In later years, Dodger left our district and went to Gloucester to live. One evening he left Gloucester River to come over to Salisbury on horse back. He got bushed between Whispering Gully and Flag Staff. He unsaddled his horse and to this day the horse was never found. But ‘Dodger‘ came through. I think the trials experienced slightly derainged his mind.
The late Sgt. Bowen was called to the hospital and nearly met his death from a blow that Dodger gave him by hitting him over the head with a chair.
Some two years later, the late Anthony Hudson, his son Tony, and the late Les Middlebrook and I were out beyond Flag Staff and a horse neighed. Old Tony said: ‘Did you hear that,’ We all did, and we were sure there was a horse somewhere. It was over three weeks before we got that horse to mate up with ours. Eventually we succeeded in bringing that horse back. He was a real outlaw, but it was Les Magennis who mastered him. I think this horse was sold later to a circus. I have never solved the problem; was the horse Dodger’s, or whose was It?
A Dungog policeman who suffered serious injuries on the job and died a century ago will be remembered in a special ceremony.
Senior Sergeant William Bowen suffered serious internal injuries when a mentally ill man kicked him and attacked him with a chair at Dungog Police Station in December 1915.
He had arrested the man at Dungog Hospital a short time earlier, after reports the man was being violent and disturbing staff and patients.
Sergeant Bowen, 56, was taken to hospital for treatment, but never fully recovered from the incident.
His failing health led him and his wife to travel to St Vincent’s Hospital in Sydney on March 3 to see a specialist.
Several specialists, including Sir Alex McCormack, assessed him but were unable to diagnose his condition.
They suggested an operation when he was feeling stronger but Sergeant Bowen continued to deteriorate that day and died in hospital unexpectedly the next morning.
NSW Police Force Commissioner Andrew Scipione and deputy commissioner Catherine Burn are expected to attend a ceremony at Dungog Police Station on March 4 at 11am, which will mark 100 years since Sergeant Bowen’s death.
NSW Deputy Premier Troy Grant and Dungog community groups will also attend and witness a plaque being unveiled, which will commemorate his service.
The Dungog Chronicle recorded Sergeant Bowen’s death on March 7, 1916, saying he would be “hard to replace”.
“He was a very painstaking, conscientious officer, who discharged his duties with the utmost impartiality,” the article said.
“He was very considerate to the men under him, and only those who were acquainted with him intimately knew what a very kind and thoughtful man he was, ever cheerful under the most adverse circumstances, and apparently never harboring an ill-thought about anybody.”
Sergeant Bowen’s body returned to Dungog on March 4 and he was buried in the town’s Church of England Cemetery on March 5 alongside his only son, who was killed in an accident at Minmi a few years earlier, and his youngest daughter Alma, who died of an illness.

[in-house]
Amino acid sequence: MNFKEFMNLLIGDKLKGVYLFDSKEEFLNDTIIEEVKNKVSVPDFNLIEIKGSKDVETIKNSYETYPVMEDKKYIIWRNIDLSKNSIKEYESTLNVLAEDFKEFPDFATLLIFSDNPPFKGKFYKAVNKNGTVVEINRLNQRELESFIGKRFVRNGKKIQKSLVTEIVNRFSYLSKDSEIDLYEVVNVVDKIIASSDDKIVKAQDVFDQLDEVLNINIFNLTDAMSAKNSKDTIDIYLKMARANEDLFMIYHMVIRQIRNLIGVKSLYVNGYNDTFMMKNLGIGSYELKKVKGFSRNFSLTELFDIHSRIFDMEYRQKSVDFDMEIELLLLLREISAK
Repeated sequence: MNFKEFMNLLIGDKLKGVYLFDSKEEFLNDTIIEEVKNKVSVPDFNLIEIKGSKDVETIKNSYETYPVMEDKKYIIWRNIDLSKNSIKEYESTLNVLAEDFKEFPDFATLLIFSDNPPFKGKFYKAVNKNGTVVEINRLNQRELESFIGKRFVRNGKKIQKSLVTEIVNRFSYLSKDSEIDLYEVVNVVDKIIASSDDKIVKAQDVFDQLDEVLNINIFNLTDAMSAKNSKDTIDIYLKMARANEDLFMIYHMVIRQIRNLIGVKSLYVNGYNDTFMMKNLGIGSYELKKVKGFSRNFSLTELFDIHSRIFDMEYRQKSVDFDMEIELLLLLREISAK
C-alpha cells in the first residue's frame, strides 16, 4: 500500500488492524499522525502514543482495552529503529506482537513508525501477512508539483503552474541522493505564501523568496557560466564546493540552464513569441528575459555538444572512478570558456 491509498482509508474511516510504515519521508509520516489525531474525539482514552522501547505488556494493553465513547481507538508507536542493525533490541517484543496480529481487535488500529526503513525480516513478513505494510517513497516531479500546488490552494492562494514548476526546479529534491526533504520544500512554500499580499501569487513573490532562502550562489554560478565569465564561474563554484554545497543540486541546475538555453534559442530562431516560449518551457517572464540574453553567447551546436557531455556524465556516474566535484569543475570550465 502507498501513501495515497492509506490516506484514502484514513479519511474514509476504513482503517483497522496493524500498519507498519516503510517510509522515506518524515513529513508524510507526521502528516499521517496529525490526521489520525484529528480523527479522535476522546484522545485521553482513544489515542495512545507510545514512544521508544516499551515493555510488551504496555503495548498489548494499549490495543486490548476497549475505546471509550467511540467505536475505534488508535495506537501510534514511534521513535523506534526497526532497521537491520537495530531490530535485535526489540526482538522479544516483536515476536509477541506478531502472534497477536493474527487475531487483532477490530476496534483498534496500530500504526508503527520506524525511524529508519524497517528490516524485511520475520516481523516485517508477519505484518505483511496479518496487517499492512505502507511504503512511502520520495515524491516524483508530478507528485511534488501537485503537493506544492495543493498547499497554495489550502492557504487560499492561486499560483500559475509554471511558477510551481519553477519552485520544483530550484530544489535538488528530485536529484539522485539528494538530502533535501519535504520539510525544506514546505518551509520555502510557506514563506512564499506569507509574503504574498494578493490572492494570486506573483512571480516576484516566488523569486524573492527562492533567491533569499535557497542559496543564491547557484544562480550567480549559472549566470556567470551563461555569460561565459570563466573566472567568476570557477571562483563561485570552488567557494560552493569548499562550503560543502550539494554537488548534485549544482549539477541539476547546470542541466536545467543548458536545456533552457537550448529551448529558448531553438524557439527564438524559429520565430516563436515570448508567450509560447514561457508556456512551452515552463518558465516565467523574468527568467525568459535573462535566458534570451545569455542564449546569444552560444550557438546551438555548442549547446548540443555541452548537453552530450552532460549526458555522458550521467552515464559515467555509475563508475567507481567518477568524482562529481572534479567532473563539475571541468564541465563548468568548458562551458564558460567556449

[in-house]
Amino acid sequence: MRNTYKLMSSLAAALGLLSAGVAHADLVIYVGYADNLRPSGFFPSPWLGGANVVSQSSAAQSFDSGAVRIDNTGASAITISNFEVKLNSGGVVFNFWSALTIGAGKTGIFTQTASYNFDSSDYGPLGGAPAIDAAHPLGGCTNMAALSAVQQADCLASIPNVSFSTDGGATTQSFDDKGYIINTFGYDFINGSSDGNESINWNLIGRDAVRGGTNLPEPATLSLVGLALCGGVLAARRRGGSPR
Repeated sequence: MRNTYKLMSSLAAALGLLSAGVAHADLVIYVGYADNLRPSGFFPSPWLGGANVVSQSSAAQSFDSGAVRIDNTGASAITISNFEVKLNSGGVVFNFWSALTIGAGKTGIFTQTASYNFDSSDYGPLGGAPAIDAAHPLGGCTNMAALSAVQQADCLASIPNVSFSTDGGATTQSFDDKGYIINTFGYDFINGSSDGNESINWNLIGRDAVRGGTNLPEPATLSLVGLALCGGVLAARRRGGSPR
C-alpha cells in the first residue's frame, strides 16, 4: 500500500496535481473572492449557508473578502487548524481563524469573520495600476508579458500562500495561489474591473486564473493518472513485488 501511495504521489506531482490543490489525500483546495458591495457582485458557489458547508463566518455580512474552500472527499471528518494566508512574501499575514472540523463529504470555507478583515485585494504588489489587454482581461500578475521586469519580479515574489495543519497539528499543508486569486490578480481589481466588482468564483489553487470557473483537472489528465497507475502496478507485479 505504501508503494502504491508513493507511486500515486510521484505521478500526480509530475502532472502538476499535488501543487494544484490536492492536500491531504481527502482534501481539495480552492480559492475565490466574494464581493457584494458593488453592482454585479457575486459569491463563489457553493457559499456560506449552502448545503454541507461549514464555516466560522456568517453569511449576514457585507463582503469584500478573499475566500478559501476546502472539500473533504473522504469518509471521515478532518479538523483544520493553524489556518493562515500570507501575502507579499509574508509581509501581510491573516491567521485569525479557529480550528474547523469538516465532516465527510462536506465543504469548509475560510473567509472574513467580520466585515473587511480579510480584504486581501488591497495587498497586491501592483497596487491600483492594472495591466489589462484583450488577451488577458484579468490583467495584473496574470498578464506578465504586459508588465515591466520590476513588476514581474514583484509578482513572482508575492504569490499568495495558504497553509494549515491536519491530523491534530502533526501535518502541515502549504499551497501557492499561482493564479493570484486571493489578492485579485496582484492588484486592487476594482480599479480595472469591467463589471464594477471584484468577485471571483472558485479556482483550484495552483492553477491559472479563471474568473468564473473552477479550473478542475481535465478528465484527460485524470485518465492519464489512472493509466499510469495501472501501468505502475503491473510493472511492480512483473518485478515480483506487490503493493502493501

It was one of the largest funerals the town had ever seen.
He was survived by his wife, three daughters, Mrs J Hunt, Mrs O.E Carter and Miss Myra Bowen, his two brothers John and Tim, and his brother-in-law Mr Reece and son-in-law Mr O.E. Carter.
Dungog police Senior Constable Mitch Parker said Sergeant Bowen, who was born in Uralla in 1859, joined the police force on January 14, 1887 and spent 29 years serving the region at Gloucester, Paterson, Minmi, Dungog and other stations.
He spent nine years in Dungog before his death.
Senior Constable Parker urged anyone who wanted to pay tribute to Sergeant Bowen’s service to attend the ceremony.
The story Policeman who died a century ago to be remembered first appeared on The Maitland Mercury.
Commemorating 100yr anniversary of officer’s death in the Hunter
The New South Wales Police Commissioner Andrew Scipione will be in the Hunter Valley today to commemorate the 100-year anniversary of the death of a Dungog police officer.
Sergeant William Bowen died on March the 4, 1916, three months after he was attacked by a mentally ill man who had barricaded himself inside Dungog hospital.
Today the commissioner will attend the unveiling of a plaque in his honour.
The man had barricaded himself in the committee room, ordered that all patients be killed in the hospital, and then armed himself with surgical instruments.
Snr Constable Mitch Parker, Dungog Police
Dungog police officer, senior constable Mitch Parker, said sergeant Bowen suffered serious injuries as he bravely tried to protect the Dungog community in December 1915.
“There was a patient of the Dungog hospital who had smashed a number of windows and items within the nurses quarters and a wardsman attempted to restrain him and he got viscously assaulted,” he said.
“Police were sent for and the sergeant, who was living in the police lock-up which we still have today, went up the hill to the hospital.
“By this stage the man had barricaded himself in the committee room and he ordered that all patients be killed in the hospital, and then armed himself with surgical instruments of the day — mostly steel and glass.
“Sergeant Bowen, who was 55 years of age at the time, had been in the police for 30 years, forced his way into the room.
“He successfully arrested and apprehended the male, notwithstanding some injuries himself,” he said.
“They brought him back down to the police lock-up and his health just deteriorated from there.
“Several months later he was sent to St Vincent’s Hospital and was seen by a world-renowned surgeon. Unfortunately he passed away in St Vincent’s Hospital before they could ascertain what was wrong with him.”
Senior constable Parker said as part of today’s commemoration, restoration work had also been carried out on sergeant Bowen’s grave.
“With assistance from the Commissioner’s office, the NSW Police Force and Police Association of NSW, we’ve had the original stone-makers who created the gravesite back in the day have restored it.
“It’s quite a long story, but the sergeant’s been put to rest beside his 15-year-old daughter and 20-year-old son who died five years prior, in pretty horrific circumstances themselves.
“So his grave has been redone and we’ve got the plaque unveiling here at the station,” he said.
“There’ll be the police commissioner coming up, and other important people from different agencies, community groups, schools.
“There’ll also be a lot of retired police from the area, who’ve worked here, finished their service and remained in the area.”